Monday, December 6, 2010

2010.12.06 — The Giver Gives a Fushigi*

There occurred, a couple of hours ago, a remarkable fushigi*. And, typical of the truly remarkable ones, some elaboration is required. It begins with my originally joining 'Goodreads', which is a web based social site because it contains an interesting — not perfect library function. Goodreads' is a reading/writing/critiquing group. I like its library thing because members upload a record of their books read (and not read or almost read), which corresponds with my having kept my own 'books-read' journal. Once uploaded, then reviews and comparisons, and rating statistics, and book groups and quizzes can all be interactively created.

And I have been uploading books ever since, with greater or lesser diligence — as of today I have uploaded 1073 books, of which 783 are read. [I still have many to go!]

Tonight's fushigi begins with my visiting, as is my practice lately, the 'Comments and Posts' of the two Goodreads groups to which I belong. Up until November 19th I was in fact a member of only one group (poetry) because I am ambivalent about the time I have in a day to read the opinions of people who are nearly as verbose as me! On the 19th I received an invitation to join a second group, the 'James Mason Community Book Club, and did in fact join it.

Last week I began uploading books from childhood, and this reminded me of a YA (Young Adult) book BH had recommended to me. My memory suggested that I'd read it about 3 or 4 years ago. Because of my extreme negative reaction to her recommended book I clearly remember the book's plot line. But I could not remember the title nor the author, and that is very unusual for me — or at least the younger than I am now me. I spent an hour or more trying to remember them while looking for it on my iMac in order to include it on my 'books read' shelf (and be able to add my review!). When I couldn't initially find it I looked on the PC at work in case I'd e.mailed my reaction to it to BH from there. But after a diligent search, using search engines in the e.mail systems as well as on the hard drives, I was unable to find it on either my home or work computers.

Today Goodreads gave me the answer to my search! It was on ... ...Marialyce's 'Gift-Worthy' book list. And once I saw this, I was able to find it on my iMac! I have no idea why I didn't find it before, because my journal notation includes my friend's name, which is what I looked for. Here is my journal notation:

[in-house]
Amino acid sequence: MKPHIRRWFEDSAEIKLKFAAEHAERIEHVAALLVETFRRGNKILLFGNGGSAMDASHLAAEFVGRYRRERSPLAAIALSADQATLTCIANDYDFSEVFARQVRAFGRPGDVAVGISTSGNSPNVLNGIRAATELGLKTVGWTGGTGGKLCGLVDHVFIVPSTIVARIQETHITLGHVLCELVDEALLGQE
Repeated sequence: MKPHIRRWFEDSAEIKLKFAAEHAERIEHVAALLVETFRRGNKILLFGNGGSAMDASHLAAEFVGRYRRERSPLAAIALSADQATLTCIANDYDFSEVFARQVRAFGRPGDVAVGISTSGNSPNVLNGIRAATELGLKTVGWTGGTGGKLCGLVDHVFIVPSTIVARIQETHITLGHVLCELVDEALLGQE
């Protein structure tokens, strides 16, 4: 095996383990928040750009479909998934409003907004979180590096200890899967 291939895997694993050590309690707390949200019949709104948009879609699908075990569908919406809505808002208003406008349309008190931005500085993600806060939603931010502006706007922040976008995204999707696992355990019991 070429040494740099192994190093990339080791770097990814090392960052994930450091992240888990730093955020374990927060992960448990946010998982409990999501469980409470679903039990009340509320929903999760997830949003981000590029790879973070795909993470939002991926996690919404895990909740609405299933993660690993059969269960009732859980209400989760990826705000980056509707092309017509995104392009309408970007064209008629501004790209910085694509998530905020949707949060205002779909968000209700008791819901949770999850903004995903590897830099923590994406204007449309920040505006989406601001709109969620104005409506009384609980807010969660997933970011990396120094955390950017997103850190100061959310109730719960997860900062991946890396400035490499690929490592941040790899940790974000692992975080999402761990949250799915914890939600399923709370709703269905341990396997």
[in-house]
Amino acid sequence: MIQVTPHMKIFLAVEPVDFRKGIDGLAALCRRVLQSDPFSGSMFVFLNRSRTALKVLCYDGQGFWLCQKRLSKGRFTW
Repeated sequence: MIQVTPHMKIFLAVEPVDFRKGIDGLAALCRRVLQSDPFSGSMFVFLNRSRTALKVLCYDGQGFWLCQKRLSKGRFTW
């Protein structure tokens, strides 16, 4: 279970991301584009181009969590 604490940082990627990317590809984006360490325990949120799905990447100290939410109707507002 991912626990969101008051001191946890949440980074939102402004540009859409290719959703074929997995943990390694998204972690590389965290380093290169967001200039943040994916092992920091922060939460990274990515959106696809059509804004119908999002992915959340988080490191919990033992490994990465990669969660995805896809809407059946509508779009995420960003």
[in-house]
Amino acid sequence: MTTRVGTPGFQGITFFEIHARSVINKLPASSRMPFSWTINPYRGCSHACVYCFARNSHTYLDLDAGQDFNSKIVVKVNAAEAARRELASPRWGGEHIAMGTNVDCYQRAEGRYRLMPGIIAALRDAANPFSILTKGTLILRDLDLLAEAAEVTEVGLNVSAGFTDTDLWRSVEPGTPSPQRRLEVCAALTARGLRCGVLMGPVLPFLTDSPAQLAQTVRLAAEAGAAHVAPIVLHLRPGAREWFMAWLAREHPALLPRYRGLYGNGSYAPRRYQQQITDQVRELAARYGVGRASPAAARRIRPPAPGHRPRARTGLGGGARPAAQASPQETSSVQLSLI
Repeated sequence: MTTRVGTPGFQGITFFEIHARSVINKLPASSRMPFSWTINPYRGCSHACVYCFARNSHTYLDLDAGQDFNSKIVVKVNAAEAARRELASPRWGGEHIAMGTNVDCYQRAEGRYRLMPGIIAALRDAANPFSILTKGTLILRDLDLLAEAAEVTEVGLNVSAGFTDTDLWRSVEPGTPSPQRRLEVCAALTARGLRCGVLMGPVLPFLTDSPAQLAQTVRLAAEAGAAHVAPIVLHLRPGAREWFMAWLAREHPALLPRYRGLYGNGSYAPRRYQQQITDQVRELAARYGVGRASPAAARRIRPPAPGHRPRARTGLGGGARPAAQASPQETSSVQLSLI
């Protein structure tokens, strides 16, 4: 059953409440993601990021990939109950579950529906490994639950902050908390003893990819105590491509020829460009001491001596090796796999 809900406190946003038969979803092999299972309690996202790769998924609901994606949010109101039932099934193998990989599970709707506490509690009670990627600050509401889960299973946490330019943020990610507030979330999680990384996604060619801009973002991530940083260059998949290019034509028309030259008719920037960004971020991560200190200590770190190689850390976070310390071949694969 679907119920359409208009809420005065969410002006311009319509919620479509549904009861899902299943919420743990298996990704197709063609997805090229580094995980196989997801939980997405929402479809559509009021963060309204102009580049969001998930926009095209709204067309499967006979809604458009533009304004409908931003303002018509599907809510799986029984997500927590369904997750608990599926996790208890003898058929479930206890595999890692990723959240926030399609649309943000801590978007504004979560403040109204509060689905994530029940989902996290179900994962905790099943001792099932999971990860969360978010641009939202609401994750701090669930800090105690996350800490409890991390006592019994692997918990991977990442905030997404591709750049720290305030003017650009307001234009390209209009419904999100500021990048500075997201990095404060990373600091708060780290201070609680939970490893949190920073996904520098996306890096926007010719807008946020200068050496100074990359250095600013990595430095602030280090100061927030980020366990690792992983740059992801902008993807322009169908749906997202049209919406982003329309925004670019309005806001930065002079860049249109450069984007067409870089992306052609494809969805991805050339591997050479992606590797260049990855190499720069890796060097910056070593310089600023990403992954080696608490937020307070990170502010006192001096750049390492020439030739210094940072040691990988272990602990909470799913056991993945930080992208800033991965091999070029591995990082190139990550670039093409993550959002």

"20030830;0905","Lowry","Lois","Giver, The","Bantam Doubleday Dell - Laurel Leaf","0-440-21907-8",2,"I read this after BH praised it as one of the best books she has ever read.  I found it wanting.  The beginning was good, with a minor quibble about the protagonist's first leap out of his brainwashing was to the ability to choose... " 
Here is the review I wrote for Goodreads:

I read this book because it came highly recommended from a friend who is a teacher in an elementary school. We had been discussing YA books. She, for obvious reasons, and I because I'd taken the optional 'Children's Literature' course in the Education Department of SFU and found reading YA books as an adult to be fascinating. Thus arose the high recommendation. I was very disappointed. I'll rephrase. I was VERY disappointed, even shocked. The shock was because the book starts off well — not brilliantly, but solidly. Within the utopian community Lowry carefully, slowly builds an awareness in the reader that there are evils behind the literally 'black and whilte' world lived by the residents who had been 'blessed' by science's ability to keep passion and all other irrationalities from displacing reasonableness.

And, while this part was done well, the ending was horrible. Let me rephrase. The ending was dreck. I won't give away the details of its being dreck, but do not read further if you want to read this book and have the ending be a complete surprise. The ending is perhaps the absolute worst ending of any book of any genre of any age I have ever read. It stands out because, while I have read far worse books, I have not read any books written as competently for its bulk, to be blindsided by such Christian banality. The ending moved this book from a 3 star read to less than 1. If I had to choose between reading this book again and throwing sand in my eyes, gritty eyes here I come!

Finally, I hope that my extreme castigation of The Giver won't inspire you to test my reaction. However! This book may well appeal to a peculiar kind of Christian who sees saccharine sweet, unbelievable deus ex machina endings covered in corn syrup as powerful examples of God's wonder. I found the ending of this book to be an epitome of an infantile maudlin human sentimentality that was able to provoke my gag reflex.
There you have it. Another strange little fushigi

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